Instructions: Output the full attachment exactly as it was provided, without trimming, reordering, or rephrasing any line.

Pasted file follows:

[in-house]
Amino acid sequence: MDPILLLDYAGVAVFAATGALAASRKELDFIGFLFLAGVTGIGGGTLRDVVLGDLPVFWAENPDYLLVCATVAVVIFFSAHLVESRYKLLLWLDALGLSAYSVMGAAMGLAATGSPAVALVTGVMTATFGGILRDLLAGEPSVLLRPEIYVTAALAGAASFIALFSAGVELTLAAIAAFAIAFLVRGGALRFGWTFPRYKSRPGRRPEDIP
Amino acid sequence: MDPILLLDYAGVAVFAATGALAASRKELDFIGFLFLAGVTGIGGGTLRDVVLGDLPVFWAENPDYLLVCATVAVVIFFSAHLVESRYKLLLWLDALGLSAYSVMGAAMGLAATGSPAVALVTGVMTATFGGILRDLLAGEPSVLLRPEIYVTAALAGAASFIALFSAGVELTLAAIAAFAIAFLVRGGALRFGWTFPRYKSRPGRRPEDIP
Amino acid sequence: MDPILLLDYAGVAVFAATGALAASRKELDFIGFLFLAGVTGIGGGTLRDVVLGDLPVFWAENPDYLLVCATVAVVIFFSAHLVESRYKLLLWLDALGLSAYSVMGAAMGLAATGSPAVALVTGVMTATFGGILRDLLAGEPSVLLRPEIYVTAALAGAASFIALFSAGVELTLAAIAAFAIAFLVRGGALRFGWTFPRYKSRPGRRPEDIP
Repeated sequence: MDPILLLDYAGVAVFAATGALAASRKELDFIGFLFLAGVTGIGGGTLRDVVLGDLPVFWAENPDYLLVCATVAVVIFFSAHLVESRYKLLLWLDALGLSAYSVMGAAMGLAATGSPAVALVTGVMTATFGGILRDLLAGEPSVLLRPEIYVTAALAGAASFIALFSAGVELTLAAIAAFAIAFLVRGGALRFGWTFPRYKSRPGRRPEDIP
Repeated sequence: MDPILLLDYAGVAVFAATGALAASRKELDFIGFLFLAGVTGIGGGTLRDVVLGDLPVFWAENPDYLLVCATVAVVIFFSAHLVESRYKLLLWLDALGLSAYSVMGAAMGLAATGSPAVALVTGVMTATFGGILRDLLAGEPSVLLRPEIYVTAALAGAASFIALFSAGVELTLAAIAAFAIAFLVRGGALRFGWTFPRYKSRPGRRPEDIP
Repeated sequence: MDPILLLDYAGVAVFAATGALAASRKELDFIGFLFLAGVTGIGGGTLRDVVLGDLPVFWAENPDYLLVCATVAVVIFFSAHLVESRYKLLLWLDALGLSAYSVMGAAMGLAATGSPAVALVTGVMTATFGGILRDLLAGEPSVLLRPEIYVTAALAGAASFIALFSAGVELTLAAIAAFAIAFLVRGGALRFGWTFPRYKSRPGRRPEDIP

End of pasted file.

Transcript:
[in-house]
Amino acid sequence: MDPILLLDYAGVAVFAATGALAASRKELDFIGFLFLAGVTGIGGGTLRDVVLGDLPVFWAENPDYLLVCATVAVVIFFSAHLVESRYKLLLWLDALGLSAYSVMGAAMGLAATGSPAVALVTGVMTATFGGILRDLLAGEPSVLLRPEIYVTAALAGAASFIALFSAGVELTLAAIAAFAIAFLVRGGALRFGWTFPRYKSRPGRRPEDIP
Amino acid sequence: MDPILLLDYAGVAVFAATGALAASRKELDFIGFLFLAGVTGIGGGTLRDVVLGDLPVFWAENPDYLLVCATVAVVIFFSAHLVESRYKLLLWLDALGLSAYSVMGAAMGLAATGSPAVALVTGVMTATFGGILRDLLAGEPSVLLRPEIYVTAALAGAASFIALFSAGVELTLAAIAAFAIAFLVRGGALRFGWTFPRYKSRPGRRPEDIP
Amino acid sequence: MDPILLLDYAGVAVFAATGALAASRKELDFIGFLFLAGVTGIGGGTLRDVVLGDLPVFWAENPDYLLVCATVAVVIFFSAHLVESRYKLLLWLDALGLSAYSVMGAAMGLAATGSPAVALVTGVMTATFGGILRDLLAGEPSVLLRPEIYVTAALAGAASFIALFSAGVELTLAAIAAFAIAFLVRGGALRFGWTFPRYKSRPGRRPEDIP
Repeated sequence: MDPILLLDYAGVAVFAATGALAASRKELDFIGFLFLAGVTGIGGGTLRDVVLGDLPVFWAENPDYLLVCATVAVVIFFSAHLVESRYKLLLWLDALGLSAYSVMGAAMGLAATGSPAVALVTGVMTATFGGILRDLLAGEPSVLLRPEIYVTAALAGAASFIALFSAGVELTLAAIAAFAIAFLVRGGALRFGWTFPRYKSRPGRRPEDIP
Repeated sequence: MDPILLLDYAGVAVFAATGALAASRKELDFIGFLFLAGVTGIGGGTLRDVVLGDLPVFWAENPDYLLVCATVAVVIFFSAHLVESRYKLLLWLDALGLSAYSVMGAAMGLAATGSPAVALVTGVMTATFGGILRDLLAGEPSVLLRPEIYVTAALAGAASFIALFSAGVELTLAAIAAFAIAFLVRGGALRFGWTFPRYKSRPGRRPEDIP
Repeated sequence: MDPILLLDYAGVAVFAATGALAASRKELDFIGFLFLAGVTGIGGGTLRDVVLGDLPVFWAENPDYLLVCATVAVVIFFSAHLVESRYKLLLWLDALGLSAYSVMGAAMGLAATGSPAVALVTGVMTATFGGILRDLLAGEPSVLLRPEIYVTAALAGAASFIALFSAGVELTLAAIAAFAIAFLVRGGALRFGWTFPRYKSRPGRRPEDIP